Image Diagnosis: Frontoethmoidal Mucocele



 

Satvinder Singh Bakshi, MS, DNB1,2

Perm J 2019;23:18-288 [Full Citation]

https://doi.org/10.7812/TPP/18-288
E-pub: 06/24/2019

Case Presentation

A 34-year-old woman presented with 2 months of right-sided congestion associated with 1 month of an external swelling on the right side of her nose. On examination, there was a firm swelling just above the right medial canthus (Figure 1). The computed tomography scan revealed a smooth, well-defined ovoid homogenous mass expanding and obliterating the ethmoid cells on the right side, with extension into the frontal sinus and orbit and lateral displacement of the globe (Figure 2). A diagnosis of right frontoethmoid mucocele was made. The mucocele was drained and marsupialized under endoscopic guidance, and a postoperative biopsy confirmed the diagnosis (Figure 3). The patient was asymptomatic at 5-month follow-up.

18 288

Discussion

The term mucocele was introduced by Rollet in 1896.1 It is an epithelial-lined cystic lesion of the paranasal sinuses, containing thick mucus and characterized by its slow growth and expansile nature.1 Its etiology is unclear but may be secondary to obstruction of the affected sinus by chronic processes such as rhinosinusitis, nasal polyposis, previous surgery, or craniofacial trauma.1

Mucoceles occur most frequently in the frontal and ethmoid sinuses. However, the maxillary and sphenoid sinuses may also be involved.1,2 They can occur at any age; however, the majority of mucoceles present in patients age 40 to 60 years.1,2 Both sexes are equally affected. The clinical picture depends on the involved region and symptoms include facial pain, headache, nasal obstruction, diplopia, displacement of the ocular globe, and meningitis. The differential diagnosis includes malignant lesions, cholesterol granuloma, dermoid cyst, and fungal and tubercular granulomas.2 The tendency for bony erosion is greater in the presence of infection. The direction of proptosis helps in localizing the sinus involved. Lesions near the orbital apex push the globe forward, and lesions arising from the frontoethmoid complex push the eyeball forward, laterally, and downward.2 Computed tomography scan is the investigation of choice, because it can assess intracranial and/or orbital extension and supports surgical planning. Magnetic resonance imaging scans are needed only when mucoceles extend intracranially, and to differentiate mucoceles from malignancy. Pathognomically, mucocoeles tend to be fairly bright on T1-weighted images, compared with the brain, and iso-hyperintense on T2-weighted images.3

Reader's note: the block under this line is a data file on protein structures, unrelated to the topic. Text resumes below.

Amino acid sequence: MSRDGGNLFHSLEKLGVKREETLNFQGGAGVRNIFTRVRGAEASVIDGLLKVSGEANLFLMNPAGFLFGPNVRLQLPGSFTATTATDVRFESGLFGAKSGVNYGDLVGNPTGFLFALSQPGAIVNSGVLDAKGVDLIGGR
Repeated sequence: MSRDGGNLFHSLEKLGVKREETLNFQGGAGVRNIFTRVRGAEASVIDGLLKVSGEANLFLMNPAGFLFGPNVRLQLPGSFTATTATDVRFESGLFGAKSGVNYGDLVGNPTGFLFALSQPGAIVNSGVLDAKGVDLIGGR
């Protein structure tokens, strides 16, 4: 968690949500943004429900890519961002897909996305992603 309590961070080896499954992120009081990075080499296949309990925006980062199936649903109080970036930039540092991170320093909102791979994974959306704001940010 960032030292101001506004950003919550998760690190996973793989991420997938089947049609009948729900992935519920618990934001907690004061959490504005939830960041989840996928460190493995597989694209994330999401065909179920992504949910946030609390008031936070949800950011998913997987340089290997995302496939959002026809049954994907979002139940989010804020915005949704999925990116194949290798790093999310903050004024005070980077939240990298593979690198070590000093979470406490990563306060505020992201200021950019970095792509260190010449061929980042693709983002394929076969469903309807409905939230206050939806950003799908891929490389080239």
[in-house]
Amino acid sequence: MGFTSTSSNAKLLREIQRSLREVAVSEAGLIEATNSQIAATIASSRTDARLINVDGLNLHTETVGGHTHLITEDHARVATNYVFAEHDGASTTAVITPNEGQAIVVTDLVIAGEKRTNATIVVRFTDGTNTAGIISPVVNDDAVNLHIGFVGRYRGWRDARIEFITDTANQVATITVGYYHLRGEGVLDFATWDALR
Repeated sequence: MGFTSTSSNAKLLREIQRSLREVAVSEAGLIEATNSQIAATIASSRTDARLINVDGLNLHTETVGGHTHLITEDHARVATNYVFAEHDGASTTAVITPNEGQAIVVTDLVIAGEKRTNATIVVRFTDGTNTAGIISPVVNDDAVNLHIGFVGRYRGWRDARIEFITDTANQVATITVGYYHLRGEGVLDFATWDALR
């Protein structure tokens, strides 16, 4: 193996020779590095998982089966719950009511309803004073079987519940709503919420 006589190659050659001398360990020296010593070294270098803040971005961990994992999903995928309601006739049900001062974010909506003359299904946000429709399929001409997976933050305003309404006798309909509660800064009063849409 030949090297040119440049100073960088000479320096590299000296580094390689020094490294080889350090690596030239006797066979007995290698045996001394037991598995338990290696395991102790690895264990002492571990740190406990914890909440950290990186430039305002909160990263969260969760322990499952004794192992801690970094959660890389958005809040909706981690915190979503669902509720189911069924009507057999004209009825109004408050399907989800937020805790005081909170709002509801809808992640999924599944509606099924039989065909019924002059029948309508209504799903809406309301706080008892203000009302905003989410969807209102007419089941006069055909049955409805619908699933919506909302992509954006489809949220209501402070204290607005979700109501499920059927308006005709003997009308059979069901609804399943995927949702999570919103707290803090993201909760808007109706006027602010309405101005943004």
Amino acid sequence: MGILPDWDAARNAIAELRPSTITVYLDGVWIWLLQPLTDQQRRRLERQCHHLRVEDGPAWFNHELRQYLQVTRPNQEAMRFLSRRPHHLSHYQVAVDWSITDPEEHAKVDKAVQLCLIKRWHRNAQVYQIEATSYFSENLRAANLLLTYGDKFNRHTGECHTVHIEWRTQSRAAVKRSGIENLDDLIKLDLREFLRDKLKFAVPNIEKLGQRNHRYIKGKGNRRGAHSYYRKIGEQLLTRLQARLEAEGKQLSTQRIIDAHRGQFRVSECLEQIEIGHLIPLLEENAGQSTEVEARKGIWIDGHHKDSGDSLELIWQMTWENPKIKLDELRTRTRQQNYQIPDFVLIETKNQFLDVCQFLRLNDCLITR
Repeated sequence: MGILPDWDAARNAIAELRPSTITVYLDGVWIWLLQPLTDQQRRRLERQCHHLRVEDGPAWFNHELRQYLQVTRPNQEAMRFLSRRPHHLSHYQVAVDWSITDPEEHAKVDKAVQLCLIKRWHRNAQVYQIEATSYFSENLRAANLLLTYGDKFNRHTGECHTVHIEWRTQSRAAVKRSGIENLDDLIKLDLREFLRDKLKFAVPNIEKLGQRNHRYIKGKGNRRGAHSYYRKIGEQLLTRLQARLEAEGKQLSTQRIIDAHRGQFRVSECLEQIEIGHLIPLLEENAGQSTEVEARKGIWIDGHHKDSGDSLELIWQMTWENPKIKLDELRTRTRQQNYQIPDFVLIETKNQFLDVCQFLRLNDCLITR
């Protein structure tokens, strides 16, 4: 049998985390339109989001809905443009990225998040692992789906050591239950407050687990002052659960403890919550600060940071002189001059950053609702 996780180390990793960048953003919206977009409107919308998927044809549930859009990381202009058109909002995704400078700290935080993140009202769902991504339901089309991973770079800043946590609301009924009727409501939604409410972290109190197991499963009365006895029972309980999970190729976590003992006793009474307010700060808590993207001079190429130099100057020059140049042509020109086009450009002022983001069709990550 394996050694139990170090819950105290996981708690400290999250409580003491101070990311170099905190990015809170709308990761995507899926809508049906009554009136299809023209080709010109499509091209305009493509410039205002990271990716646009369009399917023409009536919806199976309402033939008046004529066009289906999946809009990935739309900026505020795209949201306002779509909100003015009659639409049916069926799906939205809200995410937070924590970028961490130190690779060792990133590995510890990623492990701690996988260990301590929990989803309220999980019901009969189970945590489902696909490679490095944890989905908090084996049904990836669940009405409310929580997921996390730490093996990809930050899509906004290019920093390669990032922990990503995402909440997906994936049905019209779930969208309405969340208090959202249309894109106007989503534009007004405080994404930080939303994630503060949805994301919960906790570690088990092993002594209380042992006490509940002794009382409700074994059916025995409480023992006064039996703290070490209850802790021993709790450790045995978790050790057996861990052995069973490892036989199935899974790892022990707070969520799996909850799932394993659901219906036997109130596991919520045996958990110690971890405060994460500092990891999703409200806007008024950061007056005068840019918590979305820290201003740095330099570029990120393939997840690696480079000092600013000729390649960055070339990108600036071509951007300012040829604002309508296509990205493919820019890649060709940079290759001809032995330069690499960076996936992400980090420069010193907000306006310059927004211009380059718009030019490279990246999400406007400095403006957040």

Treatment of mucoceles involves surgical excision or marsupialization, with or without obliteration of the sinus. The goal of treatment is to drain the mucocele and ventilate the involved sinus, with minimal morbidity and recurrences. The surgical approach is based on the size, location, and extent of the mucocele.2,3 In the presence of infection, adjuvant antibiotic treatment is indicated. Initially, surgery for mucoceles involved an external approach like Lynch-Howarth frontoethmoidectomy or osteoplastic flaps with sinus cavity obliteration. Today, endoscopic drainage is the recommended treatment for frontal mucoceles as it is minimally invasive, preserves sinus architecture, and, more importantly, leaves no facial scarring. The presence of any sinonasal involvement preventing drainage of the ostium, the origin of the mucocele in endoscopically inaccessible regions, and the presence of major fibrosis on the floor of the sinus are a few contraindications for an endoscopic endonasal approach. In such cases it is possible to use an external route (craniotomy) or a combined approach with external treatment under endoscopic guidance.3 Recurrences are uncommon and usually occur within 4 years of surgery.

Disclosure Statement

The author(s) have no conflicts of interest to disclose.

Acknowledgments

Kathleen Louden, ELS, of Louden Health Communications performed a primary copy edit.

How to Cite this Article

Bakshi SS. Image diagnosis: Frontoethmoidal mucocele. Perm J 2019;23:18-288. DOI: https://doi.org/10.7812/18-288

Author Affiliations

1 Department of Ear, Nose, and Throat; Mahatma Gandhi Medical College and Research Institute; Pillayarkuppam, Pondicherry, India

2 Department of Ear, Nose, and Throat; Sri Balaji Vidyapeeth; Pondicherry, India

Corresponding Author

Satvinder Singh Bakshi, MS, DNB (saty.bakshi@gmail.com)

References
1. Scangas GA, Gudis DA, Kennedy DW. The natural history and clinical characteristics of paranasal sinus mucoceles: A clinical review. Int Forum Allergy Rhinol 2013 Sep; 3(9):712-7. DOI: https://doi.org/10.1002/alr.21178.
 2. Courson AM, Stankiewicz JA, Lal D. Contemporary management of frontal sinus mucoceles: A meta-analysis. Laryngoscope 2014 Feb; 124(2):378-86. DOI: https://doi.org/10.1002/lary.24309.
 3. Stokken J, Wali E, Woodard T, Recinos PF, Sindwani R. Considerations in the management of giant frontal mucoceles with significant intracranial extension: A  systematic review. Am J Rhinol Allergy 2016 Jul; 30(4):301-5. DOI: https://doi.org/10.2500/ajra.2016.30.4323.

Keywords: epithelial-lined cystic lesion, frontoethmoid mucocele, mucoceles

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